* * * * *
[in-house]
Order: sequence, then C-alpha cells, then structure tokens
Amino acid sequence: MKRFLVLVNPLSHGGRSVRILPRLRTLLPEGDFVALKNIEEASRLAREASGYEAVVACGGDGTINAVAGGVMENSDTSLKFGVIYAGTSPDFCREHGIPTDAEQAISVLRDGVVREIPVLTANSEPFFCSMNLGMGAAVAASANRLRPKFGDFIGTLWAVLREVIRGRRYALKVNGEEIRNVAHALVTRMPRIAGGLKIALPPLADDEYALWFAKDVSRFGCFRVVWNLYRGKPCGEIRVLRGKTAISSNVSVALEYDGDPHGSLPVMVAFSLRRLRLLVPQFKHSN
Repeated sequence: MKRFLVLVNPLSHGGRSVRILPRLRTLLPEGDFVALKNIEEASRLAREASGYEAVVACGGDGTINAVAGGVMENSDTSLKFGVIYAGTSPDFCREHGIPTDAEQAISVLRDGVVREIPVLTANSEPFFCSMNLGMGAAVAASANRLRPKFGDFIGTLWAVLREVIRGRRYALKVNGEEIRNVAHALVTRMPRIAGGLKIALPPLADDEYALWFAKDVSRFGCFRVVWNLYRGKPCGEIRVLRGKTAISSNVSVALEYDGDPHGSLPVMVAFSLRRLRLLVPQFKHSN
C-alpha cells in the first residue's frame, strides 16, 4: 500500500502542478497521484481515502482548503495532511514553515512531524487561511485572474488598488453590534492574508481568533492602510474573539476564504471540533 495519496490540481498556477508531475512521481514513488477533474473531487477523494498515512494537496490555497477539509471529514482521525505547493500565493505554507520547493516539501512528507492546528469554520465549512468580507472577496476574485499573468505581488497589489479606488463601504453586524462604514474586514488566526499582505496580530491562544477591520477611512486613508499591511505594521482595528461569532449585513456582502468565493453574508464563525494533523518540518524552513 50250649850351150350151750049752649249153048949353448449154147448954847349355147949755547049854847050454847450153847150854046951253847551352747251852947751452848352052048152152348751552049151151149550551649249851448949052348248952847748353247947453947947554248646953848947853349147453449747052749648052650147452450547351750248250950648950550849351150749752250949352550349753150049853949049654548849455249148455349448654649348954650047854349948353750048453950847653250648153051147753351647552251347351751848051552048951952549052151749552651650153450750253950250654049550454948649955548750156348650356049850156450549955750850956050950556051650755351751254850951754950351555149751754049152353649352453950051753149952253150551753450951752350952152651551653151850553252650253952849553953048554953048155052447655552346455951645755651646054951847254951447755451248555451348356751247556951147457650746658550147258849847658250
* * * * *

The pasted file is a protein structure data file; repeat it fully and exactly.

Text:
[in-house]
Order: sequence, then C-alpha cells, then structure tokens
Amino acid sequence: MKRFLVLVNPLSHGGRSVRILPRLRTLLPEGDFVALKNIEEASRLAREASGYEAVVACGGDGTINAVAGGVMENSDTSLKFGVIYAGTSPDFCREHGIPTDAEQAISVLRDGVVREIPVLTANSEPFFCSMNLGMGAAVAASANRLRPKFGDFIGTLWAVLREVIRGRRYALKVNGEEIRNVAHALVTRMPRIAGGLKIALPPLADDEYALWFAKDVSRFGCFRVVWNLYRGKPCGEIRVLRGKTAISSNVSVALEYDGDPHGSLPVMVAFSLRRLRLLVPQFKHSN
Repeated sequence: MKRFLVLVNPLSHGGRSVRILPRLRTLLPEGDFVALKNIEEASRLAREASGYEAVVACGGDGTINAVAGGVMENSDTSLKFGVIYAGTSPDFCREHGIPTDAEQAISVLRDGVVREIPVLTANSEPFFCSMNLGMGAAVAASANRLRPKFGDFIGTLWAVLREVIRGRRYALKVNGEEIRNVAHALVTRMPRIAGGLKIALPPLADDEYALWFAKDVSRFGCFRVVWNLYRGKPCGEIRVLRGKTAISSNVSVALEYDGDPHGSLPVMVAFSLRRLRLLVPQFKHSN
C-alpha cells in the first residue's frame, strides 16, 4: 500500500502542478497521484481515502482548503495532511514553515512531524487561511485572474488598488453590534492574508481568533492602510474573539476564504471540533 495519496490540481498556477508531475512521481514513488477533474473531487477523494498515512494537496490555497477539509471529514482521525505547493500565493505554507520547493516539501512528507492546528469554520465549512468580507472577496476574485499573468505581488497589489479606488463601504453586524462604514474586514488566526499582505496580530491562544477591520477611512486613508499591511505594521482595528461569532449585513456582502468565493453574508464563525494533523518540518524552513 50250649850351150350151750049752649249153048949353448449154147448954847349355147949755547049854847050454847450153847150854046951253847551352747251852947751452848352052048152152348751552049151151149550551649249851448949052348248952847748353247947453947947554248646953848947853349147453449747052749648052650147452450547351750248250950648950550849351150749752250949352550349753150049853949049654548849455249148455349448654649348954650047854349948353750048453950847653250648153051147753351647552251347351751848051552048951952549052151749552651650153450750253950250654049550454948649955548750156348650356049850156450549955750850956050950556051650755351751254850951754950351555149751754049152353649352453950051753149952253150551753450951752350952152651551653151850553252650253952849553953048554953048155052447655552346455951645755651646054951847254951447755451248555451348356751247556951147457650746658550147258849847658250